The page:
I recently 'discovered' two blue plaques in Ardrossan - one at the Montfode Burn Bridge on the North Shore and the other on a pillar at Saint Peter's Church.
At the bottom of each plaque is a website address http://www.naheritagetrails.co.uk
. I accessed this site and learned that there are sixty such plaques for Ardrossan, Saltcoats, Stevenston, Kilwinning and Irvine.
The Ardrossan plaques are for
• Ardrossan Castle and Church, 13th century; Montgomerie stronghold
• Peter Nicholson, 1765-1844; architect of Ardrossan
• St Peter-in-Chains, built 1938; designed by Gillespie, Kidd & Coia
• Horse Isle Beacon, built 1811; navigation beacon
• Mungo Campbell, 1712-1770; excise officer and murderer
• Rev John Kerr, 1824-1907; physicist
• Ardrossan Harbour, built from 1806; designed by Thomas Telford
• Edith MacArthur MBE, born 1926; actress
• Dr Alexander MacFadzean, 1788-1849; physician and philanthropist
• Majestics, 1986; film location of Tutti Frutti
The Saltcoats plaques are for
• Saltcoats Bathing Pond, built 1932; salt water bathing pool
• Robert Cunninghame, died 1715; industrialist and entrepreneur
• Betsy Miller, 1792-1864; first female sea captain
• Janice Galloway, born 1955; novelist
• Sir John Lavery, 1856-1941; artist
• James Smith, died 1881; philanthropist and missionary
• Queen of the Sea; first crowned 1928
• William Ritchie, 1756-1834; pioneer shipbuilder
• Kenneth Campbell, 1917-1941; Victoria Cross recipient
• Ardrossan Parish Church, rebuilt 1773; heritage centre
• Harry Kemp, died 1972; impressario.
The Stevenston plaques are for
• Rev David Landsborough, 1782-1854; naturalist and author
• Cholera victims, 1845-1871; some 606 killed by epidemics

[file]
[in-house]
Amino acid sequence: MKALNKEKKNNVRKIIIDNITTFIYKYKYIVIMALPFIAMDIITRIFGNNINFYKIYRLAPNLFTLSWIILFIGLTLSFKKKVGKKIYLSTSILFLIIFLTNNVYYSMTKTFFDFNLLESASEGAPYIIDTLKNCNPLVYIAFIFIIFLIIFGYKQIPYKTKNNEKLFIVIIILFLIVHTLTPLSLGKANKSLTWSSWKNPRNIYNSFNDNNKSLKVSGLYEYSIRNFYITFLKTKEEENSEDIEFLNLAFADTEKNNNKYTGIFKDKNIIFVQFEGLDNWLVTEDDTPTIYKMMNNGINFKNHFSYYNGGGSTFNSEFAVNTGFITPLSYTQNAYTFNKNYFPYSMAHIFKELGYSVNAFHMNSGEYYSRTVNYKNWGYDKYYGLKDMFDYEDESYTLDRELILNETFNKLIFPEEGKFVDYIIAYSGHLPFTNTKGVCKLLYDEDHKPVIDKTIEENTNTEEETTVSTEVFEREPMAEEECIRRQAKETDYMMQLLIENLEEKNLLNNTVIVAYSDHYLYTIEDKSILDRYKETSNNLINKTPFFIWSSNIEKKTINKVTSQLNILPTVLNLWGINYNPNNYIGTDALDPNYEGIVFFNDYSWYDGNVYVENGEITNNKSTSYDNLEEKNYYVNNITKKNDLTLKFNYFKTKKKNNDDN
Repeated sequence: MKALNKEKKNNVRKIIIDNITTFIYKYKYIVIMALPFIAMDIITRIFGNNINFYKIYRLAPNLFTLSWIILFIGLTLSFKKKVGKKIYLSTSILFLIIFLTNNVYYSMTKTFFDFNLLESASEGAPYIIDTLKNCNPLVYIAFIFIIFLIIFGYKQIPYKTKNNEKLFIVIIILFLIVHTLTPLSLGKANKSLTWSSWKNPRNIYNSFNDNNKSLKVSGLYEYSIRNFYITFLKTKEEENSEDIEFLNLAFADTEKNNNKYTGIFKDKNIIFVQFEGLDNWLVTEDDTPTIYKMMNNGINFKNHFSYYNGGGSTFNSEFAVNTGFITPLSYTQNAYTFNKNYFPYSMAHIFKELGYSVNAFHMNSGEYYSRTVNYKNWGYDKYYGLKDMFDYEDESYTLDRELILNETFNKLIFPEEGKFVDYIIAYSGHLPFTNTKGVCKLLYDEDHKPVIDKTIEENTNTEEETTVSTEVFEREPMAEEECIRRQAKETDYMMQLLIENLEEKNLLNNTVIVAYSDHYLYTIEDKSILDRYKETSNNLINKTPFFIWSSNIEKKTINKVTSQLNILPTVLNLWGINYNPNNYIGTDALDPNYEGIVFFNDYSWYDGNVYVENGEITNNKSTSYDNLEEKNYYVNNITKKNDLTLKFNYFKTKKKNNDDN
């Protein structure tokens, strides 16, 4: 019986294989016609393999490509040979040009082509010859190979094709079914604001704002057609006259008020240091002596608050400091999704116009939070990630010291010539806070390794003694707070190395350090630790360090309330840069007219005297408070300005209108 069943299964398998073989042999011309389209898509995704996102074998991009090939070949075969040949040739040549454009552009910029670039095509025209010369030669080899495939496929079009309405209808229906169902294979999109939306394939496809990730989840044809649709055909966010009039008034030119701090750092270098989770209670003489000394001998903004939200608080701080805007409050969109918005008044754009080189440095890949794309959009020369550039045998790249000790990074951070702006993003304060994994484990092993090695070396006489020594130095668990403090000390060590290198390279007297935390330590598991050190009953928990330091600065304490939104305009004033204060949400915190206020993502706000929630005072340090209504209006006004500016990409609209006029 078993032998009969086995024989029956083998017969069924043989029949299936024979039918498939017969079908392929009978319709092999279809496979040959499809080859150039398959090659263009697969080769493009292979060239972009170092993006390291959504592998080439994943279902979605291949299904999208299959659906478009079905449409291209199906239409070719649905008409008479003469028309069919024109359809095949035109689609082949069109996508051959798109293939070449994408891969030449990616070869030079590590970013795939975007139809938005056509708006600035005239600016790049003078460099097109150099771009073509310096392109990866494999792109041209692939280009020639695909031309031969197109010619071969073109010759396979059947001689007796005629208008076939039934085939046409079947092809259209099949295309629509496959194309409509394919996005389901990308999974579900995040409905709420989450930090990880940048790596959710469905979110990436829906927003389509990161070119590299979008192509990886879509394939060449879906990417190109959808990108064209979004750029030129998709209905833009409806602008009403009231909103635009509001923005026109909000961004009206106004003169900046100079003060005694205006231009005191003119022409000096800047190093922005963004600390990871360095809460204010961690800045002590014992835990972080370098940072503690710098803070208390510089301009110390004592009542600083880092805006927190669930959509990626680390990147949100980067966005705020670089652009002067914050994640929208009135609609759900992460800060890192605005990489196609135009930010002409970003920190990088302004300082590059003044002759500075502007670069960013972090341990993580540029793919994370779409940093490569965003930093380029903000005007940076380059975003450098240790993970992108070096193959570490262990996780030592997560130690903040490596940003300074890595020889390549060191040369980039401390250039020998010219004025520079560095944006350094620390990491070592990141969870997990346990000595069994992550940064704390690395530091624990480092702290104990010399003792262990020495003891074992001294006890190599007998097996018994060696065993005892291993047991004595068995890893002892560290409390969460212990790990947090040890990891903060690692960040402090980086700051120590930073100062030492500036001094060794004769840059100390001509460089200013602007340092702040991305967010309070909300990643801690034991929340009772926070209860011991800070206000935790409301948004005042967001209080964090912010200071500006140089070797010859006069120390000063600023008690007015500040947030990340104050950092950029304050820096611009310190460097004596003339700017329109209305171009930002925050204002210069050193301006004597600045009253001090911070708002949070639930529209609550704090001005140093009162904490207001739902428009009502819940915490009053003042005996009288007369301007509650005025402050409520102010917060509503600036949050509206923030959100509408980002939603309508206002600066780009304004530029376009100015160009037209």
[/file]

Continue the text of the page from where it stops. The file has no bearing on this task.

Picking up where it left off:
• Kerelaw Castle, 15th century on; Cunningham stronghold
• Battery and Nelson's Tower, built c.1812; in grounds of Seabank House
• Francis Love, 1781-1860; poet
• Deep Shank Pit, sunk 1678; first deep pit in Stevenston
• Ron Geesin, born 1943; musician and composer
• William Landsborough, 1825-1886; first European to cross Australia
• Edward Boyd, 1916-1989; writer
• Alfred Nobel, 1833-1896; inventor of dynamite
I drove through each of the towns yesterday and had a wee look for the plaques. I didn't find any in Stevenston. The only one I saw in Saltcoats was for the Bathing Pond. While there, I visited the buildings on the sites of the Regal Cinema, La Scala Cinema and Beach Pavilion looking for Harry Kemp's plaque as he was involved with these places but did not find it. I went to the Cannon Hill in Ardrossan expecting to find plaques on the Castle and MacFadzean's Monument but there was none.
Does anybody know where the plaques are? Please let me know if you find one in Ardrossan and I will take a photo. It would be good if the Saltcoats and Stevenston plaques could be identified and photographed too.http://www.naheritagetrails.co.uk
gives some background to the plaques.
Here are more details on Mungo Campbell. On Tuesday 24 October 1769, the tenth Earl of Eglinton, Alexander Montgomerie, was travelling in his carriage to Fairlie with four servants following him on horseback. The Earl of Eglinton owned most of the land in and around Ardrossan. As he was near Montfode Burn where it enters the sea on the North Shore - and where the plaque is - the Earl was annoyed when told that two men, one with a gun, had been seen on his land. He ordered his carriage to stop. The man with the gun was Mungo Campbell, a son of the Provost of Ayr, who worked as an excise officer in Saltcoats. Campbell had permission to shoot on the nearby Montfode Estate and prosecute poachers but not on the adjacent Earl of Eglinton’s land. The Earl confronted Campbell and told him to hand over his gun. Campbell refused. The Earl tried to grab the gun which went off, mortally wounding him. The Earl was taken to his home at Eglinton Castle in Kilwinning where the best medical attention could not save him and he died early the next morning. Mungo Campbell was charged with murder but despite claiming that the gun was fired unintentionally, he was found guilty and sentenced to be hanged. Mungo’s mother was so distraught over the death of her son that she hanged herself near a well in Ayr.
I have been told that Mungo Campbell gives Ardrossan a very loose connection with Robert Burns.
In Burns' poem, ‘Tam O’Shanter’, there are lines: And thro' the whins and by the cairn whare hunters fand the murder'd bairn
And near the thorn, aboon the well, whare Mungo's mither hang'd hersel'.
Mungo’s mither hanged hersel’ because her son killed himself after being convicted of a murder in Ardrossan.
If you know more about this Ardrossan-Robert Burns connection, please let me know.